PORTLAND, Ore. Today's "dark-field" X-ray machines are too expensive for routine use. For instance, the Paul Scherrer Institute (PSI) uses its $200 million, 300-meter diameter synchrotron to take dark-field X-rays.
Now, researchers at the Ecole Polytechnique Fdrale de Lausanne (EPFL, Switzerland) have crafted a nanoscale diffraction grating that could be retrofitted into existing X-ray machines, enabling health-care providers to also take dark-field X-rays.
"Until now, dark-field X-ray images have only been possible using sophisticated crystal optics," said EPFL professor Franz Pfeiffer.
Beside significant medical benefits, a nanoscale retrofit to current X-ray machines could also enable better security scanners. PSI claims dark-field X-rays can help identify explosives in hand luggage, spot hairline cracks and corrosion in bridges and airplane wings as well as aid in the early diagnose of osteoporosis, breast cancer and Alzheimer's disease.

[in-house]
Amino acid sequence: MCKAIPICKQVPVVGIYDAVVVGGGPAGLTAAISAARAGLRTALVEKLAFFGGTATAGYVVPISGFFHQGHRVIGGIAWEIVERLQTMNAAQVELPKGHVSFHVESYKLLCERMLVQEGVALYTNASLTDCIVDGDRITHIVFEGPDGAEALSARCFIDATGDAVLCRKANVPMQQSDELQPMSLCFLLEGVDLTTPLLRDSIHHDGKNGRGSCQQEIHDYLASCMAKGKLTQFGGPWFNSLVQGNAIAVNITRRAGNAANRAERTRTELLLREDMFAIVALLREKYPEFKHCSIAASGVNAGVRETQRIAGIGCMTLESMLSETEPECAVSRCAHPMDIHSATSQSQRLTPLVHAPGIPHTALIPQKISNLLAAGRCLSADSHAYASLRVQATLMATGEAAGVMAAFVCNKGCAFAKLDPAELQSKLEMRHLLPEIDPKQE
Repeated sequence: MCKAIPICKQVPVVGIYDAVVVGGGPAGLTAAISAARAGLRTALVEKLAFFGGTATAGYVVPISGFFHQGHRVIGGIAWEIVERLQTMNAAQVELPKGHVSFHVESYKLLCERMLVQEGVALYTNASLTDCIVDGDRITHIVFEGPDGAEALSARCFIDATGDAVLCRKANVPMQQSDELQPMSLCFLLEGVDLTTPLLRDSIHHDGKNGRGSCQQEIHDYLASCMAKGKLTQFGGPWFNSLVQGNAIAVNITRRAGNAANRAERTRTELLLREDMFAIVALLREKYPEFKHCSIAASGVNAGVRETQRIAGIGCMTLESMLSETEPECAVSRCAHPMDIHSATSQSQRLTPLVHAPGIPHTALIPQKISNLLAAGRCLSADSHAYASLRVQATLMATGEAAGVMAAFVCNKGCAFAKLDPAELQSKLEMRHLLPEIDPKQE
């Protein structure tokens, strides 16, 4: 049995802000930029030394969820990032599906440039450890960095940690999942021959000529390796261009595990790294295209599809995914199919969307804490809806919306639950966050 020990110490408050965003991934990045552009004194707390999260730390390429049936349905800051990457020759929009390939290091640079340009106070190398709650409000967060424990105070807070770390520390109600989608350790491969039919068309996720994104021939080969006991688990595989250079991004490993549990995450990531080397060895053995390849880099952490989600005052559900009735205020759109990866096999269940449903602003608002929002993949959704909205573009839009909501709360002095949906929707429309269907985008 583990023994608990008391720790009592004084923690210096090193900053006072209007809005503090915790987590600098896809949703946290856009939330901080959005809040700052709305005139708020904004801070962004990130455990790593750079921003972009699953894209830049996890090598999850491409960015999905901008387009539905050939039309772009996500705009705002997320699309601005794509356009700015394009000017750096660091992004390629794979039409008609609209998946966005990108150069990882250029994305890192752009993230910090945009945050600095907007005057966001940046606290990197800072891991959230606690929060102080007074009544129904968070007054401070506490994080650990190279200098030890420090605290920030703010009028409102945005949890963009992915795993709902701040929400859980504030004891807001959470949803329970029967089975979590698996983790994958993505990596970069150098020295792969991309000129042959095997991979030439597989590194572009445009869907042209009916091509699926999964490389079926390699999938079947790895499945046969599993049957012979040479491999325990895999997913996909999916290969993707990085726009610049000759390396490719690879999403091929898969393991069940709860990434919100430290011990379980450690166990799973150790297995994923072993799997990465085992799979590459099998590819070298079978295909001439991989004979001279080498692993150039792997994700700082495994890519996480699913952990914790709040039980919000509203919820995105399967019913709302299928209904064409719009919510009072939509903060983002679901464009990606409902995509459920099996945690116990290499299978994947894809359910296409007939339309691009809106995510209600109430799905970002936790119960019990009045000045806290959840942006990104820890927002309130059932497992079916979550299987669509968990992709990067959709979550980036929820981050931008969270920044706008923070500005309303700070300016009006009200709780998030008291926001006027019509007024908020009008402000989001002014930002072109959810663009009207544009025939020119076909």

|Dark-field X-ray (left) shows much more detail than the traditional X-ray (right).|
Dark-field X-ray images span the gamut from pure white to darkest black, and a detailed inspection reveals much higher resolution and the ability to see the fine structures inside objects. Dark-field X-rays retrieve not just the directly reflected beam, but its scattered components after they bounce around inside a structure to reveal hidden details.
"Our new technique uses novel X-ray optical components in the form of nanostructured gratings," said PSI researcher Christian David. "This opens up the possibility for adapting current imaging equipment to include dark-field imaging."
By collaborating with the Center for Biomedical Imaging, a joint development effort with the University of Lausanne and the University of Geneva, the researchers now hope to take their invention out of the lab to develop an add-on optical grating that could be added to existing medical X-ray machines over the next few years.